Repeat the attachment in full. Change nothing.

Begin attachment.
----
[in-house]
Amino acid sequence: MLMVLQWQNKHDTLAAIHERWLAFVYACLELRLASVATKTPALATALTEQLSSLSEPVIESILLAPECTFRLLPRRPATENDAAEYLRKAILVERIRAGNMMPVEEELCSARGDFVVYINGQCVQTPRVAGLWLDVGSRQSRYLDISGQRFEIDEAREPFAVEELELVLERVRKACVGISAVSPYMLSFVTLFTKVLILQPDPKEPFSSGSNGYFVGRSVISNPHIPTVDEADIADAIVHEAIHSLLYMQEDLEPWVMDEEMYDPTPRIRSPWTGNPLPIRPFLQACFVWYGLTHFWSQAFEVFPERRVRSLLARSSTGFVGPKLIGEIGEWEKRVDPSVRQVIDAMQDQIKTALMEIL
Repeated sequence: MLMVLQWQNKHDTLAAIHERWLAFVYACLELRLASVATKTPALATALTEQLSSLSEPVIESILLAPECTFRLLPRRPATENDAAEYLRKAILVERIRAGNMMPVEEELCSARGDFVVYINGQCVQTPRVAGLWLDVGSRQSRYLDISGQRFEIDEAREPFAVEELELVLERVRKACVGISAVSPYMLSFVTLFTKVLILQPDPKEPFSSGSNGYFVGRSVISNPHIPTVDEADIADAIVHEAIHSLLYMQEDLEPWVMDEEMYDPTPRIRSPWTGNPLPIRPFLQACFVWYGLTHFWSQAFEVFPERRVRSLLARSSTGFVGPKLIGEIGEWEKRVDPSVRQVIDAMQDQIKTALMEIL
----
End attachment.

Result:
[in-house]
Amino acid sequence: MLMVLQWQNKHDTLAAIHERWLAFVYACLELRLASVATKTPALATALTEQLSSLSEPVIESILLAPECTFRLLPRRPATENDAAEYLRKAILVERIRAGNMMPVEEELCSARGDFVVYINGQCVQTPRVAGLWLDVGSRQSRYLDISGQRFEIDEAREPFAVEELELVLERVRKACVGISAVSPYMLSFVTLFTKVLILQPDPKEPFSSGSNGYFVGRSVISNPHIPTVDEADIADAIVHEAIHSLLYMQEDLEPWVMDEEMYDPTPRIRSPWTGNPLPIRPFLQACFVWYGLTHFWSQAFEVFPERRVRSLLARSSTGFVGPKLIGEIGEWEKRVDPSVRQVIDAMQDQIKTALMEIL
Repeated sequence: MLMVLQWQNKHDTLAAIHERWLAFVYACLELRLASVATKTPALATALTEQLSSLSEPVIESILLAPECTFRLLPRRPATENDAAEYLRKAILVERIRAGNMMPVEEELCSARGDFVVYINGQCVQTPRVAGLWLDVGSRQSRYLDISGQRFEIDEAREPFAVEELELVLERVRKACVGISAVSPYMLSFVTLFTKVLILQPDPKEPFSSGSNGYFVGRSVISNPHIPTVDEADIADAIVHEAIHSLLYMQEDLEPWVMDEEMYDPTPRIRSPWTGNPLPIRPFLQACFVWYGLTHFWSQAFEVFPERRVRSLLARSSTGFVGPKLIGEIGEWEKRVDPSVRQVIDAMQDQIKTALMEIL